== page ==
The New York Yankees sported the "best rotation in baseball" in 2023 for a couple of seconds -- but man, what glorious seconds they were!
Before Hal Steinbrenner could even touch down in Tampa (via Rome), Frankie Montas was already down for the count, and Luis Severino as well as big-ticket addition Carlos Rodón soon followed him to New York's patented Mystery Spot. By the time Nestor Cortes Jr. disappeared in a puff of smoke, the Yankees' dream of putting together an all-world rotation had long been spectacularly dead. Instead, as Gerrit Cole plowed towards (what should be) a Cy Young campaign, the rest of the corps simply hung on for dear life.
The Yankees must improve in many areas in 2024 if they intend to contend but, shockingly, their rotation doesn't sound as dire as that recap of 2023's follies made it out to be. Severino will be gone, and Montas may join him in a pair of "addition by subtraction" moves. Cortes appears to be healthy and rehabbing, but regardless, he's been passed on the depth chart by the resurgent convert Michael King. Clarke Schmidt was plenty competent (and might be traded to St. Louis). Cole doesn't have to be the best pitcher in baseball again, but it would certainly be nice if he was capable of doing so.
And, don't look now, but FanGraphs' Steamer projections believe a whole lot more in Rodón than you or I do. Despite ending 2023 with the flop of all flops, baseball's worst-ever start in Kansas City, the projections believe in his stuff, which never took a marked step back even at his lowest points last summer. Steamer ranks Rodón as the 24th best pitcher in baseball next season, only three spots behind a dipping Cole at 21.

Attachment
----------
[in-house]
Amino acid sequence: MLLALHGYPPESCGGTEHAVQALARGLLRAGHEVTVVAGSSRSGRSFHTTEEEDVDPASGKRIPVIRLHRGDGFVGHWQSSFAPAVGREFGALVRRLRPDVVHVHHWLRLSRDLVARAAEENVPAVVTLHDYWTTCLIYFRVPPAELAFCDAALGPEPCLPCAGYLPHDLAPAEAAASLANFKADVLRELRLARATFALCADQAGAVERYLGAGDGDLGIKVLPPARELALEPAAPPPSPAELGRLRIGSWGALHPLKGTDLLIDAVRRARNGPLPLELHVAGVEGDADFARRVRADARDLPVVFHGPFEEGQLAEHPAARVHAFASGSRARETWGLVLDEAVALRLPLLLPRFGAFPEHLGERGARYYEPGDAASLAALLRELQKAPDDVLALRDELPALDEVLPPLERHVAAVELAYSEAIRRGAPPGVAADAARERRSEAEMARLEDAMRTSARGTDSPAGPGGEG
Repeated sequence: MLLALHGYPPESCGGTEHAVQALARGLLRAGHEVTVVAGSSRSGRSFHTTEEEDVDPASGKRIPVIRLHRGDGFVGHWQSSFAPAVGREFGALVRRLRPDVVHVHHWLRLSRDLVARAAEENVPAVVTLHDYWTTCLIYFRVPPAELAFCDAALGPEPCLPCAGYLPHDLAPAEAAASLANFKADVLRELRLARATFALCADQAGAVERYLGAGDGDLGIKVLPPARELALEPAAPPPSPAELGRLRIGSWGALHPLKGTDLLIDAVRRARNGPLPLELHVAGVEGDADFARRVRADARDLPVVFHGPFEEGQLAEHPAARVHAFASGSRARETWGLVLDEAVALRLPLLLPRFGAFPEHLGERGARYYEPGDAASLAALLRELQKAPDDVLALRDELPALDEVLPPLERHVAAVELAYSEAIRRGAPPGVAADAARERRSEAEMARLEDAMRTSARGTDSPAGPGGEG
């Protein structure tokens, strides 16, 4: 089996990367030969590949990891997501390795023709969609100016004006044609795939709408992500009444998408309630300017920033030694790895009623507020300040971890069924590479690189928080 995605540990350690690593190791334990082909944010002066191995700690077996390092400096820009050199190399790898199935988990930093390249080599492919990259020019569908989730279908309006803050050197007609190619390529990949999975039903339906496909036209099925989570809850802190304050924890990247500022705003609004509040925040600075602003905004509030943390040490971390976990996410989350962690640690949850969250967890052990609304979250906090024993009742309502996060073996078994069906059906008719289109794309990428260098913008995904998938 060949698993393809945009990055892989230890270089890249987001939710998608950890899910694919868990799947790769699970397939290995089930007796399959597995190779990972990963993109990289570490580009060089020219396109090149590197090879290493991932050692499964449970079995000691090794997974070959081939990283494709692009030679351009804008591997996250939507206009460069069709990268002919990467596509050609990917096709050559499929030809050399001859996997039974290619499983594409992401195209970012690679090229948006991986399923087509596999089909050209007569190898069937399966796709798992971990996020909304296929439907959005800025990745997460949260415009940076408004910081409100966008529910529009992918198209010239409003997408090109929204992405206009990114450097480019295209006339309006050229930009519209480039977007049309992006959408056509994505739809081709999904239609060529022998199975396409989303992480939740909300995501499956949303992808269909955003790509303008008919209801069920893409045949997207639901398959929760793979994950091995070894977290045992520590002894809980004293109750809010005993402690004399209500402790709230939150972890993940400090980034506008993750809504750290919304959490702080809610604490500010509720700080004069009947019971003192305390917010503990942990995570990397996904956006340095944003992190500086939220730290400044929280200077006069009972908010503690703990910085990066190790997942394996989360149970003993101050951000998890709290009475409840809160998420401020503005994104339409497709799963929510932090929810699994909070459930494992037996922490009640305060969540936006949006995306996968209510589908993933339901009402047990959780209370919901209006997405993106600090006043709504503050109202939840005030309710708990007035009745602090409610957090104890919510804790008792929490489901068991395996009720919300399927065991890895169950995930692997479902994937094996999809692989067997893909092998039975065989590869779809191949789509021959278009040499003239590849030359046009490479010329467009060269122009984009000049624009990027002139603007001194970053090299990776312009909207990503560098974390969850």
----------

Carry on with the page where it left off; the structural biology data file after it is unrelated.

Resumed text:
Yankees rotation has two top-25 arms for 2024, per FanGraphs?
Yes, yes, if projections and metrics were candy and nuts, we'd all have a delicious Christmas. And it's no fun to see projected slippage for Cole, especially all the way down to a 3.72 ERA that leaves him firmly behind luminaries like Zach Eflin, Mason Miller and Shane Baz (and implies that the homer regression of 2022 has returned in full force).
But if Rodón ranks as anywhere near the 24th-best pitcher in the game in Year 2 of his long-term Yankees deal, all the kisses he blew to various cheering sections will be long forgotten.
It became tougher and tougher to advocate for him as his season snowballed, but fans saw glimpses at Fenway and PNC Park in September. He missed bats with the heater. He hit 100. He didn't get beat on the cutter in repeatedly. These steps forward were what made his Kansas City thud so hopelessly depressing. It not only erased a month's worth of progress and a summer's worth of encouraging Stuff+ metrics, but it made you feel silly for even believing past data could predict future happiness.
The Yankees need more than just a Rodón comeback to be relevant in 2024 (especially if Cole slips). But watching a Cashman failure turn back from a pumpkin into a humble squash this season would be a good way to get the bandwagon humming again, and objective observers believe it's possible.